Video: ASEAN explained in 5 minutes
ASEAN was preceded by an organization formed in 31 July 1961 called the Association of Southeast Asia (ASA), a group consisting of the Philippines, Federation of Malaya, and Thailand. ASEAN itself was created on 8 August 1967, when the foreign ministers of five countries:
Indonesia, Malaysia, the Philippines, Singapore, and Thailand, signed the ASEAN Declaration. As set out in the Declaration, the aims and purposes of ASEAN are to accelerate economic growth, social progress, and cultural development in the region, to promote regional peace, collaboration and mutual assistance on matters of common interest, to provide assistance to each other in the form of training and research facilities, to collaborate for better utilisation of agriculture and industry to raise the living standards of the people, to promote Southeast Asian studies and to maintain close, beneficial co-operation with existing international organisations with similar aims and purposes.
The creation of ASEAN was motivated by a common fear of communism, ASEAN achieved greater cohesion in the mid-1970s following a change in balance of power after the end of the Vietnam War in 1975. The region's dynamic economic growth during the 1970s strengthened the organization, enabling ASEAN to adopt a unified response to Vietnam's invasion of Cambodia in 1979. ASEAN's first summit meeting, held in Bali, Indonesia in 1976, resulted in an agreement on several industrial projects and the signing of a Treaty of Amity and Cooperation, and a Declaration of Concord. The end of the Cold War between the West and the Soviet Union at the end of the 1980s allowed ASEAN countries to exercise greater political independence in the region, and in the 1990s ASEAN emerged as a leading voice on regional trade and security issues.
In 1984, Brunei became ASEAN's sixth member and on 28 July 1995, Vietnam joined as the seventh member. Laos and Myanmar (Burma) joined two years later on 23 July 1997. Cambodia was to have joined at the same time as Laos and Burma, but its entry was delayed due to the country's internal political struggle. It later joined on 30 April 1999, following the stabilization of its government.
Nascent Economic Cooperation
In 1990, Malaysia proposed the creation of an East Asia Economic Caucus composed of the members of ASEAN as well as China, Japan, and South Korea, with the intention of counterbalancing the growing US influence in Asia-Pacific Economic Cooperation (APEC) and in Asia as a whole. However, the proposal failed because of heavy opposition from the US and Japan. Work for further integration continued, and the ASEAN Plus Three, consisting of ASEAN, China, Japan and South Korea, was created in 1997. In 1992, the Common Effective Preferential Tariff (CEPT) scheme was adopted as a schedule for phasing out tariffs with the goal to increase the "region's competitive advantage as a production base geared for the world market". This law would act as the framework for the ASEAN Free Trade Area (AFTA), which is an agreement by member states concerning local manufacturing in ASEAN. It was signed on 28 January 1992 in Singapore. After the 1997 Asian financial crisis, a revival of the Malaysian proposal, known as the Chiang Mai Initiative, was put forward in Chiang Mai, Thailand. It called for better integration of the economies of ASEAN as well as the ASEAN Plus Three.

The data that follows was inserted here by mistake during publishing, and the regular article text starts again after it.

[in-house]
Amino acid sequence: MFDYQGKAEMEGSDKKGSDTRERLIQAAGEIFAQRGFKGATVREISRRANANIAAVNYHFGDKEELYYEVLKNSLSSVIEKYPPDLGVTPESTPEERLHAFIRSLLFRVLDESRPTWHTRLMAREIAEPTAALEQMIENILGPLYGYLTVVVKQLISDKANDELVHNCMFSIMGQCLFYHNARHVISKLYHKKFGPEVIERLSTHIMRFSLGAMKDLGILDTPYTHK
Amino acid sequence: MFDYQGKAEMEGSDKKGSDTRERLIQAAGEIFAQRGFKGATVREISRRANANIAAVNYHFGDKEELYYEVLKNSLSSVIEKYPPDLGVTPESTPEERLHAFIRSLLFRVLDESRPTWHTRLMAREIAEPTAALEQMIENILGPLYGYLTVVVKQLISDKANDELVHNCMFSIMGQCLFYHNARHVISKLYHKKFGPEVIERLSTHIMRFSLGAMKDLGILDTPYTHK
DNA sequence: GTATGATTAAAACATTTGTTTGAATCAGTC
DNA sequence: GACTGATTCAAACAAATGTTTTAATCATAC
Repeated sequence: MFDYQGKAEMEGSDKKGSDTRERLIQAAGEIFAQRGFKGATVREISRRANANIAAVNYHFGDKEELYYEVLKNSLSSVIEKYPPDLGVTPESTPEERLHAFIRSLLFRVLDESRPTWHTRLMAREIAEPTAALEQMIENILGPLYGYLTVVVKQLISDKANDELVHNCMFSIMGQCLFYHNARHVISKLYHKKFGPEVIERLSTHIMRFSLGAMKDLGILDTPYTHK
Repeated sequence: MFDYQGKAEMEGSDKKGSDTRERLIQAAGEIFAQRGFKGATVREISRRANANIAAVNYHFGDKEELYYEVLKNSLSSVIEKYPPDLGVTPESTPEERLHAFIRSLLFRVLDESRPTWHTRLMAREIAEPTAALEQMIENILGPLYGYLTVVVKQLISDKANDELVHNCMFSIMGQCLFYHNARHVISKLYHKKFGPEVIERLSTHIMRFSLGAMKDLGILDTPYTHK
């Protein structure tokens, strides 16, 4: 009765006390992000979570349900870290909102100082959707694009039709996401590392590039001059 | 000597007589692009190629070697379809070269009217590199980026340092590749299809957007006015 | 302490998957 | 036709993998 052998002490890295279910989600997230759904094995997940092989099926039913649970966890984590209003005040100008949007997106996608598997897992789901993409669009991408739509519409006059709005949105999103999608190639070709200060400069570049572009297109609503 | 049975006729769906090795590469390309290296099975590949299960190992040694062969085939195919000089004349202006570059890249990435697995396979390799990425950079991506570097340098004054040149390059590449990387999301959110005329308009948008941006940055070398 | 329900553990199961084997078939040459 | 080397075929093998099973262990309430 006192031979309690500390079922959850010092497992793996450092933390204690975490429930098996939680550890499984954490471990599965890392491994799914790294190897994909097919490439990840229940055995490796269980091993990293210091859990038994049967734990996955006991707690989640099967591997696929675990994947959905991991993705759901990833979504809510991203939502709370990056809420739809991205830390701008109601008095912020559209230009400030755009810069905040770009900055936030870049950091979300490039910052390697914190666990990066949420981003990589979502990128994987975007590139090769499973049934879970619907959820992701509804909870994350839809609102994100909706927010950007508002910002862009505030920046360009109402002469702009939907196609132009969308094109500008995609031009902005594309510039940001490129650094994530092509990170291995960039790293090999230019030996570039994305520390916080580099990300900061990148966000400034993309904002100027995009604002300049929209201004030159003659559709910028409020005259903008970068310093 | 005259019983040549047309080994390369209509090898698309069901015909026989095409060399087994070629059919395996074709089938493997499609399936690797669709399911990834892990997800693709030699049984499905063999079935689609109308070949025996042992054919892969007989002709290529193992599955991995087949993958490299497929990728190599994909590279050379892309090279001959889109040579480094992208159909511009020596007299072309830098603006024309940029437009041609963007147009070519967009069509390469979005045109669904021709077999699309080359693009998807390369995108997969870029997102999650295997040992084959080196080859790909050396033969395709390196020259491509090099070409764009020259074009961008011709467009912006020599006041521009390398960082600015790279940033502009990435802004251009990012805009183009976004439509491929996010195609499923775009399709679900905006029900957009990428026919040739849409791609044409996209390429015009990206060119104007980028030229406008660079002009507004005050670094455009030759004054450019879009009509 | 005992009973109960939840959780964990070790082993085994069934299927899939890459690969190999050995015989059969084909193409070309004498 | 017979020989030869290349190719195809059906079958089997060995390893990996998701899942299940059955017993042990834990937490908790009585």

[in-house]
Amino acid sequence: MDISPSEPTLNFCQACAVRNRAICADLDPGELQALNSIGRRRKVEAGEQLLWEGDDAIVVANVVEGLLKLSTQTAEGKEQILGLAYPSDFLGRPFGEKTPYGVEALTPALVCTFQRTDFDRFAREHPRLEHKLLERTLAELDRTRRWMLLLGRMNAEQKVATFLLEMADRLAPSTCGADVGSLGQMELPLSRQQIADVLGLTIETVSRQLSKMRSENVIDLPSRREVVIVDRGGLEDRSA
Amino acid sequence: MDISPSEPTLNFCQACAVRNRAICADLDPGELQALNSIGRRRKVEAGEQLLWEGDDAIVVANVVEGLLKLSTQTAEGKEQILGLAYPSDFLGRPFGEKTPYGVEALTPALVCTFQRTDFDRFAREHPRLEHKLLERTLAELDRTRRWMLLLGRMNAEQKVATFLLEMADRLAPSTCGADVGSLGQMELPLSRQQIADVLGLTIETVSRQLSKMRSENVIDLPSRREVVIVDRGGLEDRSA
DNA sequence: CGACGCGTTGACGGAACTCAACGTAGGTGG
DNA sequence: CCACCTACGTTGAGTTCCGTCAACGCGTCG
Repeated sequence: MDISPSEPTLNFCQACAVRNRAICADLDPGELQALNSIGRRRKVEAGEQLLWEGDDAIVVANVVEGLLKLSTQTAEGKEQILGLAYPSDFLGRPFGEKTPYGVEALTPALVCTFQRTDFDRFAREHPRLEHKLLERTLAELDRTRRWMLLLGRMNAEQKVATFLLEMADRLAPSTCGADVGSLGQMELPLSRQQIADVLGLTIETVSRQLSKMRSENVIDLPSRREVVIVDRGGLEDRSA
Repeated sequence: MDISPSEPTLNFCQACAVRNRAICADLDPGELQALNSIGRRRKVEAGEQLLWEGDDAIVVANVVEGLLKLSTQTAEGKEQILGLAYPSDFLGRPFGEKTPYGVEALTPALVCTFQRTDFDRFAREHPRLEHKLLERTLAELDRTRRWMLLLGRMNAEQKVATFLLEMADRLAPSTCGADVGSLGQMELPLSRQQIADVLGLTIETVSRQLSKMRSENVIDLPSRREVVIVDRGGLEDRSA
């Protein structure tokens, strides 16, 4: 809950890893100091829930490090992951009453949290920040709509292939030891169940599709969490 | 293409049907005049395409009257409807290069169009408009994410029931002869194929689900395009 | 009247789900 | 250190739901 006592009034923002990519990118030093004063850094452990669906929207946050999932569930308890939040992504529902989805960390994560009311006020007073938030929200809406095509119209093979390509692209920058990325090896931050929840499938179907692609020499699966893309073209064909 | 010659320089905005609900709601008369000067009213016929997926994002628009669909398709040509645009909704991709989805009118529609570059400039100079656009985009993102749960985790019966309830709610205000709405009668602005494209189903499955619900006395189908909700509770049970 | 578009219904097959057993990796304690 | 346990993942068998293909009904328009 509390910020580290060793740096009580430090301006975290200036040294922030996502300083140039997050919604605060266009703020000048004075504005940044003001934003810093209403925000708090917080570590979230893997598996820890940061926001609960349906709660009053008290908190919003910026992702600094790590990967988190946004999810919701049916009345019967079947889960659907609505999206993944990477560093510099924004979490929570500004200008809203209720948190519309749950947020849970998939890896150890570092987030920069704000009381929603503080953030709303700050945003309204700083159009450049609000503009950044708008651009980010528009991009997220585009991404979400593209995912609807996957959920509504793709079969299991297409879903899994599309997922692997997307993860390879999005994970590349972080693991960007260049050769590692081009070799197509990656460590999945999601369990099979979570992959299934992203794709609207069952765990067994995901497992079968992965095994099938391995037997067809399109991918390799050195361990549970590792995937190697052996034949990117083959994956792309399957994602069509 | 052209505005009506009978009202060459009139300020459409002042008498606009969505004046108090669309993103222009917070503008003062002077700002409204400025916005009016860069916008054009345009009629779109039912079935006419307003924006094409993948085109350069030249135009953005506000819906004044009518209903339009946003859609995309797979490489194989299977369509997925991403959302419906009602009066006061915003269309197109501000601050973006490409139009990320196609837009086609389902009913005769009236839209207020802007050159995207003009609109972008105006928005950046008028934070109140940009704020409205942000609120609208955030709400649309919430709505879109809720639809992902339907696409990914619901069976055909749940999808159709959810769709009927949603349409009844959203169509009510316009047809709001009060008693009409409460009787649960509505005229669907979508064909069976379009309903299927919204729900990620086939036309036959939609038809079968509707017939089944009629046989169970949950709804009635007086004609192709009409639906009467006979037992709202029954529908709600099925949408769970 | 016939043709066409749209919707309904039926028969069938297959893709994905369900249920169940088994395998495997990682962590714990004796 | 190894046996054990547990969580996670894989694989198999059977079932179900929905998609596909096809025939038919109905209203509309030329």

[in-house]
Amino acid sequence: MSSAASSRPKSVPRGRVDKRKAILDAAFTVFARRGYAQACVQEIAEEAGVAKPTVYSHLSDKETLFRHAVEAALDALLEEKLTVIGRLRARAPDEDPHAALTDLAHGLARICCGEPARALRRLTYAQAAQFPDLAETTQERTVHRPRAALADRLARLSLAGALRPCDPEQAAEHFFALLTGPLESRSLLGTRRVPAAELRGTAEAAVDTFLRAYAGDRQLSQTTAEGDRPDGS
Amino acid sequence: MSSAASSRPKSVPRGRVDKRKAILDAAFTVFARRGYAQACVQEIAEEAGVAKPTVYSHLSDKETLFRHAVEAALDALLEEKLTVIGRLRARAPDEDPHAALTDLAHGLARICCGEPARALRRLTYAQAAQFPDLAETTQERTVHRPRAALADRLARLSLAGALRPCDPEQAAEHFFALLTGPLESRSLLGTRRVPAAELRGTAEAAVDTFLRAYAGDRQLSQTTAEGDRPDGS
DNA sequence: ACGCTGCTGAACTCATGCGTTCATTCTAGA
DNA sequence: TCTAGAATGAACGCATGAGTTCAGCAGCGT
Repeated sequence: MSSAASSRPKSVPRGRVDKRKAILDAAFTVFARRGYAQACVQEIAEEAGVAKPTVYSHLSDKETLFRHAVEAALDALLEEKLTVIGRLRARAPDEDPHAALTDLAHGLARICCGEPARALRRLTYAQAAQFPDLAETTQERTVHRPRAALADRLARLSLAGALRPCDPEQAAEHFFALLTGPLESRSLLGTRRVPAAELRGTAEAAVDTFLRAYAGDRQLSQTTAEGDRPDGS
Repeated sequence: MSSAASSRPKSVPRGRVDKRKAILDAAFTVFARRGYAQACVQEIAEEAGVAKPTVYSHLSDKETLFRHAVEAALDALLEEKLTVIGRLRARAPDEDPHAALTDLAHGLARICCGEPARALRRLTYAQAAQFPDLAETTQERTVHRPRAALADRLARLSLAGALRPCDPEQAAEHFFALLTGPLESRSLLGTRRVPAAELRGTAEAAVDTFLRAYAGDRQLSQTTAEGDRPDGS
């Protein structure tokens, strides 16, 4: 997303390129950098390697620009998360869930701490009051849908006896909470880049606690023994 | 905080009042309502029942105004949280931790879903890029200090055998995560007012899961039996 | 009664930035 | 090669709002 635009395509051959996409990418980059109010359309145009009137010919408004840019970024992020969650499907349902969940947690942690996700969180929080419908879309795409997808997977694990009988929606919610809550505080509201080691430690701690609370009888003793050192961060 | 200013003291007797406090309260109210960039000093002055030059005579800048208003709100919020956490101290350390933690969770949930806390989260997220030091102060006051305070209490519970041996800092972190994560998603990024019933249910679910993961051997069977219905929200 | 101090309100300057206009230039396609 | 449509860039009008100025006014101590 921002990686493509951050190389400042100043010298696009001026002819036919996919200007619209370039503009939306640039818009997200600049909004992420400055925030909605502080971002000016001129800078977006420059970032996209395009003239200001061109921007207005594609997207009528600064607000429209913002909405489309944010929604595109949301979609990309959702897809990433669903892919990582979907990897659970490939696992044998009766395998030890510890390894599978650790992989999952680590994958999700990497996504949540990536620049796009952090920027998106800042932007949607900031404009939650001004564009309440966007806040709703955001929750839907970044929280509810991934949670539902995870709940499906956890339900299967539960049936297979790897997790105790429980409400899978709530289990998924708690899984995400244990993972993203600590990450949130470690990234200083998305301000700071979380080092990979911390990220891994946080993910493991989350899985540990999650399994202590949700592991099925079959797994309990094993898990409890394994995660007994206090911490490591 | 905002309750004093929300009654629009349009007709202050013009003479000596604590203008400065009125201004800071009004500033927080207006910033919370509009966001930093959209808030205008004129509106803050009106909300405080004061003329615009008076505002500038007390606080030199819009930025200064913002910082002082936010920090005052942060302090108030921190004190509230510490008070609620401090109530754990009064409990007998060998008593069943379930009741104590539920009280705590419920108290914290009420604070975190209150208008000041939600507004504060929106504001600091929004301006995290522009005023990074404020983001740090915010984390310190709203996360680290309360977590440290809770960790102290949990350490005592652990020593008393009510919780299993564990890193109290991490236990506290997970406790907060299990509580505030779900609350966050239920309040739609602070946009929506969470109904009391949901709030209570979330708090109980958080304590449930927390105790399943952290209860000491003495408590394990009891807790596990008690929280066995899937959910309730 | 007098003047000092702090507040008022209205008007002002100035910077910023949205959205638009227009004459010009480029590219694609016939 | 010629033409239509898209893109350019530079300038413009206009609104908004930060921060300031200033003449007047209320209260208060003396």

Nuclear Free ASEAN
The bloc also focused on peace and stability in the region. On 15 December 1995, the Southeast Asian Nuclear-Weapon-Free Zone Treaty was signed with the intention of turning Southeast Asia into a nuclear-weapon-free zone. The treaty took effect on 28 March 1997 after all but one of the member states had ratified it. It became fully effective on 21 June 2001 after the Philippines ratified it, effectively banning all nuclear weapons in the region.
The ASEAN Charter
The Secretariat of ASEAN at Jalan Sisingamangaraja No.70A, South Jakarta
On 15 December 2008, member states met in Jakarta to launch a charter, signed in November 2007, with the aim of moving closer to "an EU-style community". The charter turned ASEAN into a legal entity and aimed to create a single free-trade area for the region encompassing 500 million people. President of Indonesia Susilo Bambang Yudhoyono stated: "This is a momentous development when ASEAN is consolidating, integrating, and transforming itself into a community. It is achieved while ASEAN seeks a more vigorous role in Asian and global affairs at a time when the international system is experiencing a seismic shift". Referring to climate change and economic upheaval, he concluded: "Southeast Asia is no longer the bitterly divided, war-torn region it was in the 1960s and 1970s".
The financial crisis of 2007–2008 was seen as a threat to the goals envisioned by the charter, and also set forth the idea of a proposed human rights body to be discussed at a future summit in February 2009. This proposition caused controversy, as the body would not have the power to impose sanctions or punish countries which violated citizens' rights and would therefore be limited in effectiveness. The body was established later in 2009 as the ASEAN Intergovernmental Commission on Human Rights (AICHR). In November 2012, the commission adopted the ASEAN Human Rights Declaration.